CFTC Fines JPMorgan with $65 Million For Manipulating USD Index

The Commodity Futures Trading Commission (CFTC) has recently announced that JPMorgan traders have been trying to manipulate the US Dollar International Swaps and Derivatives Association Fix (USD ISDAFIX) for five years, between the years 2017 and 2012….

Former Top JPMorgan Trader Says Banks ‘Have Absolutely Failed’ With Cryptocurrency

Source : Former Top JPMorgan Trader Says Banks ‘Have Absolutely Failed’ With Cryptocurrency A former high-flying JPMorgan trader turned cryptocurrency fund manager says banks “have absolutely failed to innovate in any way, shape, or form and now they’re paying the price” in the cryptocurrency market. Daniel Masters ran JPMorgan’s energy trading business in the 1990s and now oversees cryptocurrency investment at the firm Global Advisors. In an interview with Business Insider, he called cryptocurrency a “true revolution” that traditional financial institutions are dismissing as a “criminal enterprise, Ponzi scheme and a scam.” Masters, who started out as an oil trader for Shell in the 1980s, said he became interested in cryptocurrency around five years ago and refocused his firm on digital currencies two years later in 2014. He said established financiers, or what he calls “analogue financial service companies,” are in “trench warfare” with upstart digital financial servicers. In the interview, Masters said: The analogue financial services companies are not in this game at all. They don’t want to touch the core currency, which is bitcoin or ethereum, they’re suspicious about the industry itself. A lot of people think it’s a criminal enterprise and a Ponzi scheme and a scam. And the great dragon was thrown down, that ancient serpent, who is called the devil and Satan, the deceiver of the whole world—he was thrown down to the earth, and his angels were thrown down with him. #bitcoin  https://t.co/Z7tqIfKFtG — Danny Masters (@dannylmasters) February 6, 2018 ‘Ponzi Scheme’? Masters’ remarks follow a slew of negative comments by financial brass on Bitcoin and cryptocurrency just over the course of this month. European Central Bank executive board member Yves Mersch said bitcoin is “not money” and like “Mr. Ponzi’s schemes” at the Official Monetary and Financial Institutions Forum in London. The general manager for the Bank of Settlements, Augustin Carstens, said Bitcoin is a “combination of a bubble, a Ponzi scheme and an environmental disaster” at a lecture at Frankfurt University. And World Bank president Jim Yong Kim also said Bitcoin was a Ponzi scheme at an event in Washington, Bloomberg reports. Charlie Munger, the 94-year-old vice chairman of Berkshire Hathaway, has even called Bitcoin a “noxious poison” the government needs to regulate during a shareholder meeting earlier this month for the Daily Journal, a publishing firm where he serves as chairman and director, Business Insider reports. JP Morgan CEO Jamie Dimon faced backlash for calling bitcoin “a fraud,” which he has since apologized for. The remark triggered a market abuse lawsuit by algorithmic blockchain liquidity provider Blockswater for alleged violation of Article 12 of the European Union’s Market Abuse Regulation. Financiers Cozy Up To Bitcoin But some financial institutions appear to be warming up to cryptocurrencies following Bitcoin’s 1,500 percent rise in value against the dollar last year. The CBOE stock exchange started the world’s first bitcoin futures trading in December, which crashed its website due to heavy traffic. Goldman Sachs has also suggested they would open desks for trading cryptocurrency during an earnings call last month. Masters’ …

Plus…Former Top JPMorgan Trader Says Banks ‘Have Absolutely Failed’ With Cryptocurrency

Bank of America Officially States they Might not be Able to Compete with Cryptocurrencies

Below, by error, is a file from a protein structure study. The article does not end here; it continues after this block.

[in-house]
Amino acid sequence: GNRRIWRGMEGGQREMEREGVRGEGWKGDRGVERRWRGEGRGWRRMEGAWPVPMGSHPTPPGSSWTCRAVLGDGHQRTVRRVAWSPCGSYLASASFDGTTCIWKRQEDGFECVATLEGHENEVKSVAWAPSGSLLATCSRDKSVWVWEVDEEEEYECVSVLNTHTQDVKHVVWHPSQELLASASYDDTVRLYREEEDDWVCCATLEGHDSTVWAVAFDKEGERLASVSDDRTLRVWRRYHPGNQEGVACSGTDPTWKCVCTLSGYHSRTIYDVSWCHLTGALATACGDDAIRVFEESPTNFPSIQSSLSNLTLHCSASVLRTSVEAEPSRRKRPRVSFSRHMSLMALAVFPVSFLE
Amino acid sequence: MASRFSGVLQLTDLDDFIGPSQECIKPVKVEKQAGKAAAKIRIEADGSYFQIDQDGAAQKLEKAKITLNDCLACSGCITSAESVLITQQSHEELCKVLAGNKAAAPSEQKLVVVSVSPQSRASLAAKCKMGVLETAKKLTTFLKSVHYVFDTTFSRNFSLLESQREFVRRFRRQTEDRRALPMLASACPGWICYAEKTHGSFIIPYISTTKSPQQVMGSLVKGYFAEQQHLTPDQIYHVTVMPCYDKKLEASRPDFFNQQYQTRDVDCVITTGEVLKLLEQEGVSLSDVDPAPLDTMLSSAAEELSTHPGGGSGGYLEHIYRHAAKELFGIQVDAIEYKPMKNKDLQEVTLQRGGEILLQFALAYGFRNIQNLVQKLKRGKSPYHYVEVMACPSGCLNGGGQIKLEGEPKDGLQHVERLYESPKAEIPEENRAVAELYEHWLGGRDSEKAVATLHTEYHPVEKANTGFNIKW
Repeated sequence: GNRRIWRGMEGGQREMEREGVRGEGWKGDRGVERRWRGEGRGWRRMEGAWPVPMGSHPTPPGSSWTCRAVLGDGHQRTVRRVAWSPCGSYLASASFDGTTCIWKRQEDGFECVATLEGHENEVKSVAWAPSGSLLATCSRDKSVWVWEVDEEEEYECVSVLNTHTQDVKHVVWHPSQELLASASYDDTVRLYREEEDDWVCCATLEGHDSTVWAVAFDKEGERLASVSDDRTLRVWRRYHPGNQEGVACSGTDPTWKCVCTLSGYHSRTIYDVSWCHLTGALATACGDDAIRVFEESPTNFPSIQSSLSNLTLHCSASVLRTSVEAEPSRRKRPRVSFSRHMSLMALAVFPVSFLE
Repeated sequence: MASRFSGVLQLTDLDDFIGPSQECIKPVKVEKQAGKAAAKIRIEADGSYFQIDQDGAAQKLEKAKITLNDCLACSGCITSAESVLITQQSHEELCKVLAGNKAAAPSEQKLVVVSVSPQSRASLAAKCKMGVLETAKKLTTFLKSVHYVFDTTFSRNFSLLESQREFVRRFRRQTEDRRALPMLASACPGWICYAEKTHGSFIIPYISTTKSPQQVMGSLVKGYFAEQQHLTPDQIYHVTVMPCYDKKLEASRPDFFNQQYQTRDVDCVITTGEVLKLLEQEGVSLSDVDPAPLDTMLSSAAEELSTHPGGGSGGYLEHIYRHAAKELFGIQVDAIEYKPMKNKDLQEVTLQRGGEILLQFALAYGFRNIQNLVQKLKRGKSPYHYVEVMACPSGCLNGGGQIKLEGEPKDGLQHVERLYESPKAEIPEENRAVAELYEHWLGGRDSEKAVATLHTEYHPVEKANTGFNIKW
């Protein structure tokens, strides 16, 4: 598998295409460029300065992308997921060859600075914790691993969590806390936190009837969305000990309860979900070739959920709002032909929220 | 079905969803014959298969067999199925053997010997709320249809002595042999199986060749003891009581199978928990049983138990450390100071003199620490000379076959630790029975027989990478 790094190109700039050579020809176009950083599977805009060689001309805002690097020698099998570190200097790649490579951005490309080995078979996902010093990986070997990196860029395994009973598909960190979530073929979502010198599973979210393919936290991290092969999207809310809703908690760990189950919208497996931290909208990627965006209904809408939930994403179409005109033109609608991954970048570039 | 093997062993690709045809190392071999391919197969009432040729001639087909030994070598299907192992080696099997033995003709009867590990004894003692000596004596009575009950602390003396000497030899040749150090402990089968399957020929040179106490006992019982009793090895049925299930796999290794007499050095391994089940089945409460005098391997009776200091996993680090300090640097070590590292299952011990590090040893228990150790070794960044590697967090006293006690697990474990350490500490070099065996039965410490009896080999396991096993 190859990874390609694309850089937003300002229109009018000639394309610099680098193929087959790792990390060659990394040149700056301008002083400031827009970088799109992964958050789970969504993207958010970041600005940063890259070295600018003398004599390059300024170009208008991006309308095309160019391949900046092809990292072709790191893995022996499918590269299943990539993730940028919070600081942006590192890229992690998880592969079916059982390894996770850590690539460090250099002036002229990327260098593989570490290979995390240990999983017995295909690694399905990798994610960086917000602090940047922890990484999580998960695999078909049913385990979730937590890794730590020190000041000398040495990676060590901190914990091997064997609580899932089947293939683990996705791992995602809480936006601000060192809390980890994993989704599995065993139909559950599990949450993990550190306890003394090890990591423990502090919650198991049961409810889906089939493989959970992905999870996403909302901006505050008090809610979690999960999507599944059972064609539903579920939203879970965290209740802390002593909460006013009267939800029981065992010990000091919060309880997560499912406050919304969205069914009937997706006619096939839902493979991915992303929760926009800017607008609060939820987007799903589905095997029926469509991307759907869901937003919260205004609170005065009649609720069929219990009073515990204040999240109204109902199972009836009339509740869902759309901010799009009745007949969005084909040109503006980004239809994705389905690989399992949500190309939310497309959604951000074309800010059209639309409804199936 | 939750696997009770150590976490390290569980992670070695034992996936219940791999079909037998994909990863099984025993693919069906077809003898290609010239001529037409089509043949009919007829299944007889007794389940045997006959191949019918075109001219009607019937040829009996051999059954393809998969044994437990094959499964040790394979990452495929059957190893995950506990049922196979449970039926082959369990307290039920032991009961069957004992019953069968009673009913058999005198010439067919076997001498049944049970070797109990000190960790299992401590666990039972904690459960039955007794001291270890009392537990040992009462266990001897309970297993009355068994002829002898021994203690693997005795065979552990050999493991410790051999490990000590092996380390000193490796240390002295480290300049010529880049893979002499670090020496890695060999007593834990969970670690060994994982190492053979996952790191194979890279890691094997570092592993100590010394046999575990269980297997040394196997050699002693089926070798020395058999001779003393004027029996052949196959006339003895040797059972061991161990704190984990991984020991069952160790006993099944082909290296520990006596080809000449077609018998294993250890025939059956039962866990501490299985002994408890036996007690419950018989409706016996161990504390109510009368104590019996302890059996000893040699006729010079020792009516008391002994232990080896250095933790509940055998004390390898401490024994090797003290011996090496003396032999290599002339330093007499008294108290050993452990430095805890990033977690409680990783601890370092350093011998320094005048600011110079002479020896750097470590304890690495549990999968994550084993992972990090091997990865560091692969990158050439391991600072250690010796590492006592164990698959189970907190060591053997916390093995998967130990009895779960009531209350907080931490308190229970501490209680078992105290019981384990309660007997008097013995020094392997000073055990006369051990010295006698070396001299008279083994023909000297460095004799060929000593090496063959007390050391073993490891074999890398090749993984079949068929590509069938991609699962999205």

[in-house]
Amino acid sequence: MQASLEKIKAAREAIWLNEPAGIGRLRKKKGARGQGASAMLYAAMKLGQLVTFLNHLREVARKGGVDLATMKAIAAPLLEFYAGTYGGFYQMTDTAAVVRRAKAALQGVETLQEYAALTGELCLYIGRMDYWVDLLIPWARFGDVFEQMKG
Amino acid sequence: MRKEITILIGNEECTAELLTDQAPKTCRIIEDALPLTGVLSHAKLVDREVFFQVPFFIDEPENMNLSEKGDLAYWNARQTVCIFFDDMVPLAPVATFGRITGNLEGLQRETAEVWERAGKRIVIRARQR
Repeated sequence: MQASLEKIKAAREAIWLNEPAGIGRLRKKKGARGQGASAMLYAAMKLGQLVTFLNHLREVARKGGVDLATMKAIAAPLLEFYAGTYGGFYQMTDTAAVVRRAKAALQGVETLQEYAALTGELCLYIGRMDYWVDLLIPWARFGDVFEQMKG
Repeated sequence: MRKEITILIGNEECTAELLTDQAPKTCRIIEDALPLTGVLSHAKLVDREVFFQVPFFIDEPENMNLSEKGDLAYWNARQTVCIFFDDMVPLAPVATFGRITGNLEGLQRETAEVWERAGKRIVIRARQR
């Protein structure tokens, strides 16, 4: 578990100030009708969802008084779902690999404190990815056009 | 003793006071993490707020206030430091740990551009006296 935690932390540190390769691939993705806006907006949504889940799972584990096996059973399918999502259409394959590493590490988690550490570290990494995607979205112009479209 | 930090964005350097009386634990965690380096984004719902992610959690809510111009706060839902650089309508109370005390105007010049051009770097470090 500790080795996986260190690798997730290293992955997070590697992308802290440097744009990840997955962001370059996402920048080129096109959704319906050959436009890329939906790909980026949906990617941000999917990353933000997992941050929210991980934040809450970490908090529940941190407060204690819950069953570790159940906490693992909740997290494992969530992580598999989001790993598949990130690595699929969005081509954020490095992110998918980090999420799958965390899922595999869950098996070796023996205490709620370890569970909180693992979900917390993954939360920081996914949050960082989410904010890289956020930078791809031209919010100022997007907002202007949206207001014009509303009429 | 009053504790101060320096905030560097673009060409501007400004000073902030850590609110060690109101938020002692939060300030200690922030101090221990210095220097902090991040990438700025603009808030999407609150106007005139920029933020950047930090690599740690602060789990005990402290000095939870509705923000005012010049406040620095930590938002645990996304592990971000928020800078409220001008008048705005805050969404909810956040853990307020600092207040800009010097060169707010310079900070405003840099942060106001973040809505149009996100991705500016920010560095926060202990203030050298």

Source : Bank of America Officially States they Might not be Able to Compete with Cryptocurrencies “The competitive landscape may be impacted by the growth of non-depository institutions that offer products that were traditionally banking products as well as new innovative products. This can reduce our net interest margin and revenues from our fee-based products and services. In addition, the widespread adoption of new technologies, including internet services, cryptocurrencies and payment systems, could require substantial expenditures to modify or adapt our existing products and services as we grow and develop our internet banking and mobile banking channel strategies in addition to remote connectivity solutions. We might not be successful in developing or introducing new products and services”. Those very exact words from the Bank of America’s report to the SEC may have been ignored by many, as they are merely one paragraph of what is a 190-page report. But for those who pay attention and are interested in the potential impact that blockchain technology could have on the world, these words mean a lot, as it is the first time a bank of renowned reputation has warned of a situation that many have taken for granted (unofficially). With the publication of such a report, it can be noted that the Bank of America issues an official declaration in which they claim that they may be losing the war against cryptocurrencies. These statements, while not having the same impact or purpose as a public announcement or a press conference, are in sharp contrast to previous opinions given by other banking personalities who, after attacking crypto, have had to accept that their elimination is a lost battle. The most exemplary case is that of Jamie Dimon, chief executive of JPMorgan Chase, who at one time referred to bitcoin by saying “(it is) a fraud (…) worse than tulip bulbs. It won’t end well. Someone is going to get killed” and that whoever traded with bitcoin was “stupid” , an opinion that 3 months later he claimed to have “regretted having said”  Similarly, other financial actors have already acknowledged that banks do not have the possibility of exerting sufficient pressure to ban cryptocurrencies: Indonesia, Korea, Japan, Venezuela, Russia, Israel, the United States and the European Union have already issued similar opinions. Now, Bank of America’s report confirms that not only is a problem at a regulatory level, but cryptos are taking a significant market share that could lead to serious financial losses resulting from the monopolization of services. The report seriously takes the existence of the crypto market as an important competitor for the banking sector, which could force them to invest in infrastructure upgrading: “Technological advances and the growth of e-commerce have made it easier for non-depository institutions to offer products and services that traditionally were banking products, and for financial institutions to compete with technology companies in providing electronic and internet-based financial solutions including electronic securities trading, marketplace lending and payment processing. Further, clients may choose to conduct business with other …